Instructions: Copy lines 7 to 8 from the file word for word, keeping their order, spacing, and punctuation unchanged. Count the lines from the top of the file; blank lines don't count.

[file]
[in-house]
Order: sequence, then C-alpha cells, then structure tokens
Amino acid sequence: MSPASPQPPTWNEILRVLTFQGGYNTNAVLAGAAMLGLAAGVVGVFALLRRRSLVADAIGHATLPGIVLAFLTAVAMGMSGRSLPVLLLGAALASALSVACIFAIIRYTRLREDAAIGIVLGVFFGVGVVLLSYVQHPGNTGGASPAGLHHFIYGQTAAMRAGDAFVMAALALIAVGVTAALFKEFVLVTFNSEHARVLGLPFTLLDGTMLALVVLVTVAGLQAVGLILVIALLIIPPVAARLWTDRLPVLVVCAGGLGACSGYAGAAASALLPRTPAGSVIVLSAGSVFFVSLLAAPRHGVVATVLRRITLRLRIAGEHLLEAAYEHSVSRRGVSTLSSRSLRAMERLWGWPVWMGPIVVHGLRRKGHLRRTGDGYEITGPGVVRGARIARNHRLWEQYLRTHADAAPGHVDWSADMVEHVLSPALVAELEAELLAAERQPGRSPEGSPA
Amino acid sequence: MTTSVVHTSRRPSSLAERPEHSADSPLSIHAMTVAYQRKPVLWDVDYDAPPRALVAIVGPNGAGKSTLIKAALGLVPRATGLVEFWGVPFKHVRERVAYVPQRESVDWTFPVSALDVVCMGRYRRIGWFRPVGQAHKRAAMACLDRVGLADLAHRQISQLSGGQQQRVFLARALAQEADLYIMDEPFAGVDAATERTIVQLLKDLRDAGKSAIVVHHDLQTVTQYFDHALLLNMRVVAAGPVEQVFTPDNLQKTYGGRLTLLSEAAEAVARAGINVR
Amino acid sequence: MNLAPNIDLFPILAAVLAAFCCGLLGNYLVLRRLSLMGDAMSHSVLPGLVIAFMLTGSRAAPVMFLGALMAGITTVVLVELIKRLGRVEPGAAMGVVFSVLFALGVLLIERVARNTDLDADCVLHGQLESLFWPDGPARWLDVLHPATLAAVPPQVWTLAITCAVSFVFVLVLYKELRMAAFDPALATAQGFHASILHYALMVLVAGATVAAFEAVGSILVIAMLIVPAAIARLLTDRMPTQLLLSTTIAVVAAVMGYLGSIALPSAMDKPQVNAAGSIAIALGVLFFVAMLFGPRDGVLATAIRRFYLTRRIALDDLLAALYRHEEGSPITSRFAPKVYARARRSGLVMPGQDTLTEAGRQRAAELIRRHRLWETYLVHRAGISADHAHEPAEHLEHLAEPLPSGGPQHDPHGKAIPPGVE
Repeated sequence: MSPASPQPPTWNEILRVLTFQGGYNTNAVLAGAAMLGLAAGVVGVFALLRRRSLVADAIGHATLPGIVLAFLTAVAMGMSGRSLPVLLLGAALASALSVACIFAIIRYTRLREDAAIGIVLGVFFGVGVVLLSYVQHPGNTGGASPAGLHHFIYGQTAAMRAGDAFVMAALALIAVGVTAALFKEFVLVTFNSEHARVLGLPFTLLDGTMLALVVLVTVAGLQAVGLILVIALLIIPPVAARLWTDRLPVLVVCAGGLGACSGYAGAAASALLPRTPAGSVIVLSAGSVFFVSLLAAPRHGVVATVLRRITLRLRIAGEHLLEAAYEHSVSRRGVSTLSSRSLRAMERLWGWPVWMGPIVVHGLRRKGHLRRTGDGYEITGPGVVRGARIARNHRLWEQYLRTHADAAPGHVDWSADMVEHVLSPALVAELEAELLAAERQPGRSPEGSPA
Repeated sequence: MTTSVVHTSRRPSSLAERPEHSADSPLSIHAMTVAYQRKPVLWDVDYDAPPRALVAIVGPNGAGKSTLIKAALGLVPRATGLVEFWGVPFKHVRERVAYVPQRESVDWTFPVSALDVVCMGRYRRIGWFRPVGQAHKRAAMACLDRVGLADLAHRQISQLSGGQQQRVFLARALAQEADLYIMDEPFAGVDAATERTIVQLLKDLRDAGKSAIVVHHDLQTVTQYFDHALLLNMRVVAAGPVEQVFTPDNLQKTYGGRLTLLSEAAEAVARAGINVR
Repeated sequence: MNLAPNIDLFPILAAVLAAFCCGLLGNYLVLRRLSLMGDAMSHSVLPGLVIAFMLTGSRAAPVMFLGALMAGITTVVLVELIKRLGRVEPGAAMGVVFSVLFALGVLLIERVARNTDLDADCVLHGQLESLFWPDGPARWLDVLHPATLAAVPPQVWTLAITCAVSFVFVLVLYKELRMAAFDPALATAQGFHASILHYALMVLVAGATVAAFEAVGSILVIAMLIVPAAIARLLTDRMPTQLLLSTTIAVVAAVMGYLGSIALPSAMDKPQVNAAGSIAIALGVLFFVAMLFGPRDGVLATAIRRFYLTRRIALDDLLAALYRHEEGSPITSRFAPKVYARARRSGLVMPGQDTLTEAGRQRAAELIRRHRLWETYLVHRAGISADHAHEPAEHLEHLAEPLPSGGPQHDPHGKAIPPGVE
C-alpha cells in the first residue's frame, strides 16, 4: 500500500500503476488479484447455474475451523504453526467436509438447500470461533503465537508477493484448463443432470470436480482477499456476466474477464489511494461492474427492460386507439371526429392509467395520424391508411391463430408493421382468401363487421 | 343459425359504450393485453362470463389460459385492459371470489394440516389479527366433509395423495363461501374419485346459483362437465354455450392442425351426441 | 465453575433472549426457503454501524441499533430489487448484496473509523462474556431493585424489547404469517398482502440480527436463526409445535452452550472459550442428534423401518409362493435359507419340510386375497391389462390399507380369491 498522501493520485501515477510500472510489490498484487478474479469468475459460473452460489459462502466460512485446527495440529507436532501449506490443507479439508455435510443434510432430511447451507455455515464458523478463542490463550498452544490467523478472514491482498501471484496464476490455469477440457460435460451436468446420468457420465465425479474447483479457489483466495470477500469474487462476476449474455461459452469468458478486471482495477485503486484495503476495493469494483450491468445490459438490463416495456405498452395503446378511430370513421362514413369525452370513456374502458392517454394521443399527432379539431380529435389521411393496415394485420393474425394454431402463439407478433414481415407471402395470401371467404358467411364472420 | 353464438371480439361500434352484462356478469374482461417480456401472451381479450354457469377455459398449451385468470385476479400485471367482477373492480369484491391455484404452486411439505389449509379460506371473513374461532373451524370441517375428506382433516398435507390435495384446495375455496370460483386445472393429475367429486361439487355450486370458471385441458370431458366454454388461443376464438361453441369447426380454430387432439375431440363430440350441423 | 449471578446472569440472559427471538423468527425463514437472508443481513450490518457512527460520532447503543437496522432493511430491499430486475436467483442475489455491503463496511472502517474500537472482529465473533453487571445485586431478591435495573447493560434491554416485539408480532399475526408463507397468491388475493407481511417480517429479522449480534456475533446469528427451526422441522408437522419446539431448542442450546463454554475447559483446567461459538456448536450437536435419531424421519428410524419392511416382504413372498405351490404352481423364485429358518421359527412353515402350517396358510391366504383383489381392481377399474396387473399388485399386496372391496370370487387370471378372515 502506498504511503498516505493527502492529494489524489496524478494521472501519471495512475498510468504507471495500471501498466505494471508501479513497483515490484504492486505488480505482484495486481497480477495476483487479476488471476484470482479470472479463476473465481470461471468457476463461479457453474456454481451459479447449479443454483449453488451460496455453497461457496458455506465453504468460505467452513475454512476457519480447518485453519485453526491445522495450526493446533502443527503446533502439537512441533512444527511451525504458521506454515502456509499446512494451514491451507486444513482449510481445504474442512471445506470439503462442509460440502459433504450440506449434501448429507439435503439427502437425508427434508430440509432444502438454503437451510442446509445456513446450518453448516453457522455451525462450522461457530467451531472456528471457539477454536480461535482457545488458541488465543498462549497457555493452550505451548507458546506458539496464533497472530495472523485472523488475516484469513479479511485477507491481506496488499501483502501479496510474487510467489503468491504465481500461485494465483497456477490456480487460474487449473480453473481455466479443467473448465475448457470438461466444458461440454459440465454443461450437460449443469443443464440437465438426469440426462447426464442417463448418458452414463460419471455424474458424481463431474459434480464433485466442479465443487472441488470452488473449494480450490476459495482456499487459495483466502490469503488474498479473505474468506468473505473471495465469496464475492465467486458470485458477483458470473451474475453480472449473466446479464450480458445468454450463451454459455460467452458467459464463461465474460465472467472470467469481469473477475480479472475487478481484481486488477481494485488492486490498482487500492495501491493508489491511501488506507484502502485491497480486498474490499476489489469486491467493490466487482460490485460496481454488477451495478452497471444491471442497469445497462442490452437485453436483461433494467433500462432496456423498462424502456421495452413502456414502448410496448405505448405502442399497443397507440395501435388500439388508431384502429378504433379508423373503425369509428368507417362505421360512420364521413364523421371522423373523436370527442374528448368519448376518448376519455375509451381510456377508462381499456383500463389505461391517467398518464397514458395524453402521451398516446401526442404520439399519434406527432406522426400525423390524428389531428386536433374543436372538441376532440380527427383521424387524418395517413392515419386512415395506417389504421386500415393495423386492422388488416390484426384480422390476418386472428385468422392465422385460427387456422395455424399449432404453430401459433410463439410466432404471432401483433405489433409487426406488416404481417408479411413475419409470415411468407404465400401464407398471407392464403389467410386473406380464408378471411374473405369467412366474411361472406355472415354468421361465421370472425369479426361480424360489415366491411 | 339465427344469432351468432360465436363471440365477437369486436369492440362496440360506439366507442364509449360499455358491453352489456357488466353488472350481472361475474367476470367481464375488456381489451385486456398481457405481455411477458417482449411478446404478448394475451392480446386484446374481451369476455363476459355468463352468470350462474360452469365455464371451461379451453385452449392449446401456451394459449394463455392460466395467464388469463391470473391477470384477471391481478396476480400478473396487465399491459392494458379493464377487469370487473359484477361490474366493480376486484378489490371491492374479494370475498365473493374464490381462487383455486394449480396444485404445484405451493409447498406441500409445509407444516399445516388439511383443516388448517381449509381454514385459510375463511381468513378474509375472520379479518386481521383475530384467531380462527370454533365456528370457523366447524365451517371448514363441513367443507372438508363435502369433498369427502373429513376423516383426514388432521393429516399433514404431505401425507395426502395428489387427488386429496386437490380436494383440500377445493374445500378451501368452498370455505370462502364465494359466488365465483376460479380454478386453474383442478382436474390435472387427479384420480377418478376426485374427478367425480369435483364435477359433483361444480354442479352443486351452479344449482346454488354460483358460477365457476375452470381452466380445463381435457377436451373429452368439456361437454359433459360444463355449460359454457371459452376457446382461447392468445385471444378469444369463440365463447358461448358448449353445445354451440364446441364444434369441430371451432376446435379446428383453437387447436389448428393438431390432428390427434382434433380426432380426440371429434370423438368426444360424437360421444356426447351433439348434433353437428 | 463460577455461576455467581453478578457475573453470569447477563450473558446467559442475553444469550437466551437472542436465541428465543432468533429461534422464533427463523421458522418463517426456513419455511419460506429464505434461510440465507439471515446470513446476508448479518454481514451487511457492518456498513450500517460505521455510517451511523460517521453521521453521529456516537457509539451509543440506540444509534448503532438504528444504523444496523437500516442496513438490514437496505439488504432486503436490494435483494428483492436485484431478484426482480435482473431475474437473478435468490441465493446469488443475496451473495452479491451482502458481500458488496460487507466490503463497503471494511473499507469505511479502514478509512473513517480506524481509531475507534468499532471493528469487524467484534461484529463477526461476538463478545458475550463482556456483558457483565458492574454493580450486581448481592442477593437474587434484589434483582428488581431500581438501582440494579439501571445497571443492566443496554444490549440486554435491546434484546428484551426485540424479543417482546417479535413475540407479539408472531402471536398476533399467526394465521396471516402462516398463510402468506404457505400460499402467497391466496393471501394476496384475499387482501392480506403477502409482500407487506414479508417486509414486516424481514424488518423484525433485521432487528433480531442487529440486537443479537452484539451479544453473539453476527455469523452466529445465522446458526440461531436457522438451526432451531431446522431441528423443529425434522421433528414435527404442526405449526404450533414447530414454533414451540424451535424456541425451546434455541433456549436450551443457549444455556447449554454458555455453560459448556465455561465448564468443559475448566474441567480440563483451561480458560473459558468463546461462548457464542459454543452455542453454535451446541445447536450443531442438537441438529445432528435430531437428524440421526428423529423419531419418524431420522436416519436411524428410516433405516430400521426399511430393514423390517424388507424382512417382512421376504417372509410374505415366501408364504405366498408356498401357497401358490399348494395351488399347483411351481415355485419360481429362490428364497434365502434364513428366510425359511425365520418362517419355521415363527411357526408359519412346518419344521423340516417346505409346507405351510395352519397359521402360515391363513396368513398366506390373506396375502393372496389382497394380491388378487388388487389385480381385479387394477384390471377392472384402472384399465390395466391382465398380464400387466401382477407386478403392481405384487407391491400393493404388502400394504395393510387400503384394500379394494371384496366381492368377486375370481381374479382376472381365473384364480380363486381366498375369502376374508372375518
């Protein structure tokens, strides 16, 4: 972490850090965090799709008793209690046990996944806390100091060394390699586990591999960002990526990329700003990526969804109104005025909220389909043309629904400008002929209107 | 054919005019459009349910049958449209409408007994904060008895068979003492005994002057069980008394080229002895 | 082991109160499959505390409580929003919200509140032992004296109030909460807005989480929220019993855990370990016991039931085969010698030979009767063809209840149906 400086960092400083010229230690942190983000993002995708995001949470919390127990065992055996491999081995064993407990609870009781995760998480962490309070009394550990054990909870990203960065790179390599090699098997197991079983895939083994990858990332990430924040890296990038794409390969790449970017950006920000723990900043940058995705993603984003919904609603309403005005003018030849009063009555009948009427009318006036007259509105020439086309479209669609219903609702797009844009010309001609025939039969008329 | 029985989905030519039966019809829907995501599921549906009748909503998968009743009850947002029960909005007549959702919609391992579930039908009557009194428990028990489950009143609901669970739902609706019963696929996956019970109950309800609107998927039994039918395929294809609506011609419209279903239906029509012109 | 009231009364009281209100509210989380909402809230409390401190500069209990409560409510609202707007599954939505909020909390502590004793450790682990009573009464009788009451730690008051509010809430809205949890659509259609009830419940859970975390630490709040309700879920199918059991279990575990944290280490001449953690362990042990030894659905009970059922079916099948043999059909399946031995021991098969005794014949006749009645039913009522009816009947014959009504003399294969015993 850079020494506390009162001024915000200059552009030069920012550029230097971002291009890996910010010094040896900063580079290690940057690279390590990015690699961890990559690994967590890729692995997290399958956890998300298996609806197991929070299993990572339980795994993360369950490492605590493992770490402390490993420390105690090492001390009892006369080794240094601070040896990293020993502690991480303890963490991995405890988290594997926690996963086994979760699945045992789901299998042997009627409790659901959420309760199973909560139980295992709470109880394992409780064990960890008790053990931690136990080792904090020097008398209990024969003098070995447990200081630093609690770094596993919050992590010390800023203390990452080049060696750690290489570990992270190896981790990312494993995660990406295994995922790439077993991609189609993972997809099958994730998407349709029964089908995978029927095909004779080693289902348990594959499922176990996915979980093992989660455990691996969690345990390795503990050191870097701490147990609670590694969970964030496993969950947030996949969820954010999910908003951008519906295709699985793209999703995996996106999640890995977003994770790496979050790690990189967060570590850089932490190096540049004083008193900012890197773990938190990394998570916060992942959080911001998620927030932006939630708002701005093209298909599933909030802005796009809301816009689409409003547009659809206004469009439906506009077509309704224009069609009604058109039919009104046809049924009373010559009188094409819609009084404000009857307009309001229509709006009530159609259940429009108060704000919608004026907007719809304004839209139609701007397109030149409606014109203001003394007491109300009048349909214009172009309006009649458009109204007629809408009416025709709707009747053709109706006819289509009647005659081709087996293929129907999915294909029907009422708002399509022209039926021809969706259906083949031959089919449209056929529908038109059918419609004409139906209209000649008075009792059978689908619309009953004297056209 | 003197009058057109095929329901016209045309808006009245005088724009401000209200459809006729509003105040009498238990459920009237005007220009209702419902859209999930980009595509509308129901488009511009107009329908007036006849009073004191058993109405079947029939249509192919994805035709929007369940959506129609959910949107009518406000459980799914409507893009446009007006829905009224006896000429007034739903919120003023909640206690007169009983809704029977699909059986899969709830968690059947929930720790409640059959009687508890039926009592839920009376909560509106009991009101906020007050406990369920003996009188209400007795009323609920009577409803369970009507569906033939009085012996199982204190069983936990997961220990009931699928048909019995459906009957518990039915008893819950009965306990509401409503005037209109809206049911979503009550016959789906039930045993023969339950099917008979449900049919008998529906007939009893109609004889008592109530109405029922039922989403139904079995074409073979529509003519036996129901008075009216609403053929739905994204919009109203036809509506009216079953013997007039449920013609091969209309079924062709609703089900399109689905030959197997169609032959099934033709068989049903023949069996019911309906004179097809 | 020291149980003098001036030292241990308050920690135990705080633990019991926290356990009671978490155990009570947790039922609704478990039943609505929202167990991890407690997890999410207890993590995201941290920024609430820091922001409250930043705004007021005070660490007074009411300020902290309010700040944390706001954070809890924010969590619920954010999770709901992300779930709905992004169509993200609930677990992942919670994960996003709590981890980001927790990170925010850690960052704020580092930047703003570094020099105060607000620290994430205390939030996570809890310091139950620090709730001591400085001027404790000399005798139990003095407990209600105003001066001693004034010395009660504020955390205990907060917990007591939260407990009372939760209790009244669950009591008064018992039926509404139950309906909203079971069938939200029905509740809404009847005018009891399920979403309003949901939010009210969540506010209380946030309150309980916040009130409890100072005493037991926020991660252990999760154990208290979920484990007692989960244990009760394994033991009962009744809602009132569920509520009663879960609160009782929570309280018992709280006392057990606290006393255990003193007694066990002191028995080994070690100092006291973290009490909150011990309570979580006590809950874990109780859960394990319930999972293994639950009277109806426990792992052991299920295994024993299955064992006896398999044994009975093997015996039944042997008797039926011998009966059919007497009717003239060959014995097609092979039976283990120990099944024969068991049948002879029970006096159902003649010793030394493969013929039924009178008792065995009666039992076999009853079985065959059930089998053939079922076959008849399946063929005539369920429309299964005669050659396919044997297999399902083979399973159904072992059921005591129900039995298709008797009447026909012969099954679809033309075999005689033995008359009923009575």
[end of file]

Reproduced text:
Repeated sequence: MTTSVVHTSRRPSSLAERPEHSADSPLSIHAMTVAYQRKPVLWDVDYDAPPRALVAIVGPNGAGKSTLIKAALGLVPRATGLVEFWGVPFKHVRERVAYVPQRESVDWTFPVSALDVVCMGRYRRIGWFRPVGQAHKRAAMACLDRVGLADLAHRQISQLSGGQQQRVFLARALAQEADLYIMDEPFAGVDAATERTIVQLLKDLRDAGKSAIVVHHDLQTVTQYFDHALLLNMRVVAAGPVEQVFTPDNLQKTYGGRLTLLSEAAEAVARAGINVR
Repeated sequence: MNLAPNIDLFPILAAVLAAFCCGLLGNYLVLRRLSLMGDAMSHSVLPGLVIAFMLTGSRAAPVMFLGALMAGITTVVLVELIKRLGRVEPGAAMGVVFSVLFALGVLLIERVARNTDLDADCVLHGQLESLFWPDGPARWLDVLHPATLAAVPPQVWTLAITCAVSFVFVLVLYKELRMAAFDPALATAQGFHASILHYALMVLVAGATVAAFEAVGSILVIAMLIVPAAIARLLTDRMPTQLLLSTTIAVVAAVMGYLGSIALPSAMDKPQVNAAGSIAIALGVLFFVAMLFGPRDGVLATAIRRFYLTRRIALDDLLAALYRHEEGSPITSRFAPKVYARARRSGLVMPGQDTLTEAGRQRAAELIRRHRLWETYLVHRAGISADHAHEPAEHLEHLAEPLPSGGPQHDPHGKAIPPGVE